Winter Wound Safety – Wound Care Tips
Article originally featured on SCNow
We all know that scrapes, bumps and bruises are a part of life, but it’s not always easy for a person to judge the severity of a wound.
Often people wait until a minor problem has become a major one before seeking medical treatment. Below are types of wounds that might occur during these chilly winter months.
The biggest culprit of preventable wintertime wounds is heat. People trying to warm up during these cooler months can sometimes overlook the temperature of things like a warm bath, a space heater or a car’s foot warmer. Keep in mind that these things can cause serious burns if your feet have decreased feeling or nerve damage.
Always test bath water with your hand or ask for help to gauge the temperature before enjoying a soak or shower. Make sure to distance yourself from a space heater to prevent burns and blisters. Lastly, if you are enjoying a long car ride, give yourself a time limit with the foot warmer. We’ve seen several patients at the wound center who traveled for the holidays and were burned from something as innocent as a car ride. You may not realize how hot that foot warmer can be on your feet.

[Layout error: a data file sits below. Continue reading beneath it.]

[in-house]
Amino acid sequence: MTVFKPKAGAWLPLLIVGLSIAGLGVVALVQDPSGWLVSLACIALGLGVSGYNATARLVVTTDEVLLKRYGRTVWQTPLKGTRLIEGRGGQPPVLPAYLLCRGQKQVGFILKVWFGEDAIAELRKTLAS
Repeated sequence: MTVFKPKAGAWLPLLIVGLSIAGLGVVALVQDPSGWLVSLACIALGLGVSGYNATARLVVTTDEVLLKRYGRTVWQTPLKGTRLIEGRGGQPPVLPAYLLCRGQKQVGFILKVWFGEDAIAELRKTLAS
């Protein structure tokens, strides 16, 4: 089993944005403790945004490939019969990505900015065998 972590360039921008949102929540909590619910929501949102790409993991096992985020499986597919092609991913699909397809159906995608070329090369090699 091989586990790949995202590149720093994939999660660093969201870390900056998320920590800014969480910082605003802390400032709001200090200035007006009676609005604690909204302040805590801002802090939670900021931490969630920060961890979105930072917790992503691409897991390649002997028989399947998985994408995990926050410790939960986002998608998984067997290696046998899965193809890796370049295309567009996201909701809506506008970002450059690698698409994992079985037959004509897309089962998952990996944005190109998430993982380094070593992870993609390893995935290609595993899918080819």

The colder weather typically brings with it dry skin. Dry skin causes fissures and cracks, which can develop into ulcers. This can be dangerous to your foot so make it a habit to moisturize regularly to keep your skin intact.
Continue monitoring your minor cuts or scrapes. Typically, they will heal without medical intervention in about a week or less. People with higher risk factors are more susceptible to infection. Higher risk factors include diabetes, arterial disease or venous disease among others. Seek medical attention for any wounds not healing properly or show signs of infection such as swelling, redness, odor or thick drainage.
As we enter the winter months and cases of COVID-19 increase, it’s more important than ever to monitor and treat your wounds. You can be assured we take precautions to keep our patients and staff safe. The average patient with a wound has three or four other chronic conditions. We want our patients healed as quickly as possible, and avoid this vulnerable population going to the Emergency Department or admitted to the hospital.
At the MUSC Florence Wound Center, we work closely with our patients to prevent wounds from getting worse and help them heal so they can get back to their lives. People with certain medical conditions like diabetes, nerve damage and vascular disease should pay close attention to wounds for signs of infection or failure to heal.